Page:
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[mass noun] Hot molten or semi-fluid rock erupted from a volcano or fissure, or solid rock resulting from cooling of this:‘tablelands of lava’[count noun] ‘porphyritic lavas’
- ‘Much of the town is in flames as lava from a volcano began falling down on Thursday.’
- ‘Other variants include feldspar-pyroxene-phyric lava and, rarely, aphyric lava.’
- ‘In Tokaj-Hegyalja the soils are volcanic with a topsoil of decayed lava.’
- ‘The volcanic pile built up above sea level so that lavas began to be erupted subaerially.’
- ‘From here, millions of years ago, volcanic eruptions spilled lava over the land.’
- ‘For volcanic rocks which cool from molten lavas, this would seem to be a reasonable assumption.’
- ‘Located at the southern tip of the Korean peninsula, Cheju has been shaped by volcanic lava.’
- ‘The tuffs are associated with subordinate sandstones and siltstones and minor lava.’
- ‘They include lavas and volcaniclastic rocks of basaltic and andesitic composition together with cogenetic gabbros, plagiogranites and granites.’
- ‘The sun was setting beyond dark cumulous clouds which took on the appearance of volcanoes edged with lava.’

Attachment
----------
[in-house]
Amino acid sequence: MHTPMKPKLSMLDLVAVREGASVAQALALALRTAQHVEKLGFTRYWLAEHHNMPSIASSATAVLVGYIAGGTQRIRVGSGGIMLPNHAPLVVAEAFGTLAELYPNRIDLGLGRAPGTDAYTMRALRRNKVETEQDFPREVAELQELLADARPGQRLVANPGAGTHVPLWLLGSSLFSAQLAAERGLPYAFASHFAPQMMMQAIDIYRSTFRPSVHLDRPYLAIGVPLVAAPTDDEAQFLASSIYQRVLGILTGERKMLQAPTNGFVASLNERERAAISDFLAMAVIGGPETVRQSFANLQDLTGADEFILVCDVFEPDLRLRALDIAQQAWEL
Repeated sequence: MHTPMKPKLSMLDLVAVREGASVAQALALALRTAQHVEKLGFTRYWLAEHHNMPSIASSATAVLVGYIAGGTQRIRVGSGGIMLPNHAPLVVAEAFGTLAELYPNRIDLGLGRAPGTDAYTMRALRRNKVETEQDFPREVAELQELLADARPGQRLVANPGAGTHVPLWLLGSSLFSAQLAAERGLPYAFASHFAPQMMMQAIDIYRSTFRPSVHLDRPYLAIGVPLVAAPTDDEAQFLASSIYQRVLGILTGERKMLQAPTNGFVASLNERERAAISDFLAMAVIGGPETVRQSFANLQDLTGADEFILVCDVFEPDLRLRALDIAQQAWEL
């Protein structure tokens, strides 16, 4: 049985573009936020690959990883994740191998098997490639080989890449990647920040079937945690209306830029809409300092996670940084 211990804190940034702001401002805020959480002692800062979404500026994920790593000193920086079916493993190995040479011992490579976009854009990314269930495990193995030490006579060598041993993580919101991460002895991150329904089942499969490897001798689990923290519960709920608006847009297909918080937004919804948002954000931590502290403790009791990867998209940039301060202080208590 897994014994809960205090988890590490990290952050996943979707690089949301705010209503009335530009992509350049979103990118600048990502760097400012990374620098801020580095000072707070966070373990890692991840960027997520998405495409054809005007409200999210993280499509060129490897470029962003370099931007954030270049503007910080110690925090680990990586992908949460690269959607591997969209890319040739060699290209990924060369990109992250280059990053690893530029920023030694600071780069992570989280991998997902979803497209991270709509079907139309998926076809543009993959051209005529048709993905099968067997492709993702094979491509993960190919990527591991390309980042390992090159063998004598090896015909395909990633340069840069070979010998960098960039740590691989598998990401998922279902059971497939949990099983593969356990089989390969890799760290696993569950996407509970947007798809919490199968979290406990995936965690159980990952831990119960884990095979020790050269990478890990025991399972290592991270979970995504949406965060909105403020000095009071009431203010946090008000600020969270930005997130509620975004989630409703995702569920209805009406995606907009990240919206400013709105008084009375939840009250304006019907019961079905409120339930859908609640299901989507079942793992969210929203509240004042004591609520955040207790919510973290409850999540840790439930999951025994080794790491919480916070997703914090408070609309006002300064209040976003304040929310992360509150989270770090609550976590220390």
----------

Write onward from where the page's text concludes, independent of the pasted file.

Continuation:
- ‘Bombs are pieces of molten lava that are thrown out of the volcano.’
- ‘The tuffs and lava were derived from a nearby andesitic volcanic centre.’
- ‘Back then, the hot ash, lava and ensuing mud flows killed more than a thousand people.’
- ‘By contrast, lavas emitted by Hawaiian volcanoes can flow for upwards of miles - they flow like rivers.’
- ‘Near-continuous volcanism has been occurring for at least the past 30 million years and continues to produce a wide variety of alkaline lavas and other volcanic products.’
- ‘Suppose that the mountain erupts, leaving lava around the countryside.’
- ‘From deep crevices we could feel the heat where lava had not as yet cooled from the last flow.’
- ‘This landslide material was then embayed by lava when the central caldera was flooded.’
- ‘This can explain where the information came from that produces living organisms in hot lava coming from a volcano.’
- ‘Lightening crashed, thunder rolled, ash and molten lava spumed from the mountains.’
Mid 18th century: from Italian ( Neapolitan dialect), denoting the lava stream from Vesuvius, but originally denoting a stream caused by sudden rain, from lavare to wash, from Latin.
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